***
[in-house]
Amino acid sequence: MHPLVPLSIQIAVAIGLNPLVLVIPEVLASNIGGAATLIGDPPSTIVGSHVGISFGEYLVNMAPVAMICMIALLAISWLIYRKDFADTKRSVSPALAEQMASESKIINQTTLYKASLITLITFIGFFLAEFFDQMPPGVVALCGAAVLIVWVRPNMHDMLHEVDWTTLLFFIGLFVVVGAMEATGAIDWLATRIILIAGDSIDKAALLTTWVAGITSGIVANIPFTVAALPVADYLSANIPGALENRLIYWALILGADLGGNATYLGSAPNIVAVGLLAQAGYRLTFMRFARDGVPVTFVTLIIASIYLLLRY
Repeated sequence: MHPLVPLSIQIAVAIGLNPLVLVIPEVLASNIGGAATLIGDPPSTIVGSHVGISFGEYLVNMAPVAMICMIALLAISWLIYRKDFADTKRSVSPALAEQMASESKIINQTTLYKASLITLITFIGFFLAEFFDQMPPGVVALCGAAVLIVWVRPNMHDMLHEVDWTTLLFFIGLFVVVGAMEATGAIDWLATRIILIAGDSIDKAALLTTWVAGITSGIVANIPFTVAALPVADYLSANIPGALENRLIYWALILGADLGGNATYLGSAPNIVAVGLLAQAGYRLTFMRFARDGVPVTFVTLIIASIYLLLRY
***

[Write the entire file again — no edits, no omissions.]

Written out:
[in-house]
Amino acid sequence: MHPLVPLSIQIAVAIGLNPLVLVIPEVLASNIGGAATLIGDPPSTIVGSHVGISFGEYLVNMAPVAMICMIALLAISWLIYRKDFADTKRSVSPALAEQMASESKIINQTTLYKASLITLITFIGFFLAEFFDQMPPGVVALCGAAVLIVWVRPNMHDMLHEVDWTTLLFFIGLFVVVGAMEATGAIDWLATRIILIAGDSIDKAALLTTWVAGITSGIVANIPFTVAALPVADYLSANIPGALENRLIYWALILGADLGGNATYLGSAPNIVAVGLLAQAGYRLTFMRFARDGVPVTFVTLIIASIYLLLRY
Repeated sequence: MHPLVPLSIQIAVAIGLNPLVLVIPEVLASNIGGAATLIGDPPSTIVGSHVGISFGEYLVNMAPVAMICMIALLAISWLIYRKDFADTKRSVSPALAEQMASESKIINQTTLYKASLITLITFIGFFLAEFFDQMPPGVVALCGAAVLIVWVRPNMHDMLHEVDWTTLLFFIGLFVVVGAMEATGAIDWLATRIILIAGDSIDKAALLTTWVAGITSGIVANIPFTVAALPVADYLSANIPGALENRLIYWALILGADLGGNATYLGSAPNIVAVGLLAQAGYRLTFMRFARDGVPVTFVTLIIASIYLLLRY